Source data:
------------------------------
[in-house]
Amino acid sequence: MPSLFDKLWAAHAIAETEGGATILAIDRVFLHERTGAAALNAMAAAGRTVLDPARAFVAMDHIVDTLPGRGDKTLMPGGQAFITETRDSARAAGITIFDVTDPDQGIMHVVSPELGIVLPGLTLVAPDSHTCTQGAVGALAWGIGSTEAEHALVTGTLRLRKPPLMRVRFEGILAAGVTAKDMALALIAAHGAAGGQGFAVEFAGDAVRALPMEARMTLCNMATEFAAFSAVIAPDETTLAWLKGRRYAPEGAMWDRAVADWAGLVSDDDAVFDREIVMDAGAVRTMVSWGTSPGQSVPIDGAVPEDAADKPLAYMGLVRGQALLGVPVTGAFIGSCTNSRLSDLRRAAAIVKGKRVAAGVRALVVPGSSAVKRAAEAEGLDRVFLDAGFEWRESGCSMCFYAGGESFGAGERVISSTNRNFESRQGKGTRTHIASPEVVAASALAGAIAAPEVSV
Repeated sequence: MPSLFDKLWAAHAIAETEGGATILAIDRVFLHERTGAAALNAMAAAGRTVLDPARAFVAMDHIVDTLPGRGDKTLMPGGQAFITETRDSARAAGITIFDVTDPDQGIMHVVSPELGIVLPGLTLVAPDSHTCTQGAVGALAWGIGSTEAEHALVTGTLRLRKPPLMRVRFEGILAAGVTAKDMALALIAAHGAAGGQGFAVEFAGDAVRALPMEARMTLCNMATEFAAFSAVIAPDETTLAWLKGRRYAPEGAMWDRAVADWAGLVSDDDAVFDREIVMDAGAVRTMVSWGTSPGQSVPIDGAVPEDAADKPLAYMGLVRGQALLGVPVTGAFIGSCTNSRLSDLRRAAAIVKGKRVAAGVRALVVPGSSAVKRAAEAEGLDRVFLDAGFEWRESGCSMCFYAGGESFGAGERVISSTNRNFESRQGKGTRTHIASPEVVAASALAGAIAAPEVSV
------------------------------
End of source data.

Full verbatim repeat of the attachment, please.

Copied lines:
[in-house]
Amino acid sequence: MPSLFDKLWAAHAIAETEGGATILAIDRVFLHERTGAAALNAMAAAGRTVLDPARAFVAMDHIVDTLPGRGDKTLMPGGQAFITETRDSARAAGITIFDVTDPDQGIMHVVSPELGIVLPGLTLVAPDSHTCTQGAVGALAWGIGSTEAEHALVTGTLRLRKPPLMRVRFEGILAAGVTAKDMALALIAAHGAAGGQGFAVEFAGDAVRALPMEARMTLCNMATEFAAFSAVIAPDETTLAWLKGRRYAPEGAMWDRAVADWAGLVSDDDAVFDREIVMDAGAVRTMVSWGTSPGQSVPIDGAVPEDAADKPLAYMGLVRGQALLGVPVTGAFIGSCTNSRLSDLRRAAAIVKGKRVAAGVRALVVPGSSAVKRAAEAEGLDRVFLDAGFEWRESGCSMCFYAGGESFGAGERVISSTNRNFESRQGKGTRTHIASPEVVAASALAGAIAAPEVSV
Repeated sequence: MPSLFDKLWAAHAIAETEGGATILAIDRVFLHERTGAAALNAMAAAGRTVLDPARAFVAMDHIVDTLPGRGDKTLMPGGQAFITETRDSARAAGITIFDVTDPDQGIMHVVSPELGIVLPGLTLVAPDSHTCTQGAVGALAWGIGSTEAEHALVTGTLRLRKPPLMRVRFEGILAAGVTAKDMALALIAAHGAAGGQGFAVEFAGDAVRALPMEARMTLCNMATEFAAFSAVIAPDETTLAWLKGRRYAPEGAMWDRAVADWAGLVSDDDAVFDREIVMDAGAVRTMVSWGTSPGQSVPIDGAVPEDAADKPLAYMGLVRGQALLGVPVTGAFIGSCTNSRLSDLRRAAAIVKGKRVAAGVRALVVPGSSAVKRAAEAEGLDRVFLDAGFEWRESGCSMCFYAGGESFGAGERVISSTNRNFESRQGKGTRTHIASPEVVAASALAGAIAAPEVSV